Patients are insulated while in treatment, contact with family and friends is both limited and monitored. The intent is to remove distraction and focus on recovery, however, there is risk in isolation. Although my son witnessed insurance fraud, identity theft, prescription drug sharing, sexual harassment, and rape, he remained silent. He learned that an addict lacks credibility and, furthermore, being outspoken risked his well-being. He was promptly handed a trash bag of his clothing and deposited on a street corner, 2,600 miles from home, after treatment center staff overheard him mentioning that he witnessed a doctor give his prescription medication to another patient.
Although he was definitively kicked out of the program, he was denied access to the remainder of his belongings, including his medication. I reached out to the facility and explained that he was sitting in a grocery store parking lot with nowhere to go and was told there was a 72-hour hold on his personal property, a rule. They would only offer transportation to sister facility for his readmittance, a tactic to refresh our insurance and increase the funds paid for his care.
On another occasion, I answered a call while on my commute home, “Your son is no longer with us,” was an unfortunate choice of words to let me know that he was discharged for not wearing shoes during the distribution of medications. I was told that being barefoot was dangerous, which was as illogical as their stipulation that all his personal property was to be collected within twenty-four hours or everything would be donated, “no exceptions!”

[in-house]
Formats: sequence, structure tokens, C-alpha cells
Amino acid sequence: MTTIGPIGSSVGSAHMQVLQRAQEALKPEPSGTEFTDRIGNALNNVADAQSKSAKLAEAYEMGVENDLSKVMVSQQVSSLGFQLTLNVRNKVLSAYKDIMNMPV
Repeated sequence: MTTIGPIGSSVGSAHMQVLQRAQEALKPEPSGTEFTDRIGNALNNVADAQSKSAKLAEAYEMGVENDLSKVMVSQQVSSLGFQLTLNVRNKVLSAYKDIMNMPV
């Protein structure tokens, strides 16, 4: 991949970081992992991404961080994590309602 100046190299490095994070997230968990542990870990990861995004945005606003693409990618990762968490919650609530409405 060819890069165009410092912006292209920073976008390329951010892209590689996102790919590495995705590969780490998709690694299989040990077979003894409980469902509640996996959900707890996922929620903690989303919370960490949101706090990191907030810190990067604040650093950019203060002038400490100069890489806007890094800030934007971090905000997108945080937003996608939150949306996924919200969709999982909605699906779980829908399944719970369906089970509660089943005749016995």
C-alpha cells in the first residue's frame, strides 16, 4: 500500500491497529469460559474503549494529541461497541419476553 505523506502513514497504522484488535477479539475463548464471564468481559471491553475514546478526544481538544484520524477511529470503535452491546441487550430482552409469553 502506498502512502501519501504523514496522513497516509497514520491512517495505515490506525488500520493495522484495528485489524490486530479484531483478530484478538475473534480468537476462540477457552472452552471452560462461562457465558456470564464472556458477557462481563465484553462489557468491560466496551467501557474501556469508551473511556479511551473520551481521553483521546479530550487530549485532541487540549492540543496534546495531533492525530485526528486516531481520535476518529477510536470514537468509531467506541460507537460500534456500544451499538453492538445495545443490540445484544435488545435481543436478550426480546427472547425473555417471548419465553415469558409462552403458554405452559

He walked a few miles to a coffee shop with what he could carry, charged his phone and called me. It had been weeks since we were permitted contact and it was difficult from 400 miles away to determine what was happening or how he should move forward. Under pressure, I concluded that if his program was incomplete, he should commit to another one. Within an hour, another treatment center picked him up and confirmed that he was in their care.
Patterns began to emerge. I noticed the recommendations by earnest therapists and established treatment plans were disrupted by systemic greed. Overcharging was rampant, simple urine tests were billed at $1,500 and mandated every few days. The exorbitant rates strained our insurance coverage and overrode the defined recovery strategies.
Typically, at around day 30 of the program, my son had been defined as thriving and engaged would suddenly be deemed problematic or spontaneously “ready” for discharge. Apart from being offered a bed in a sober-living home or a move to another facility (with the same ownership) he was unceremoniously exited. It made no sense until I learned that my son was a commodity whose value decreases in correlation with his dwindling insurance coverage.
Completion of a treatment program leads to a sober living home. Out-pocket costs start at $600 a month, plus a security deposit, which covered living in an average-sized bedroom with a roommate or two and oversight by a house manager. Without regulatory guidelines, the culture and health of these homes varied drastically and there was no recourse if the environment was toxic.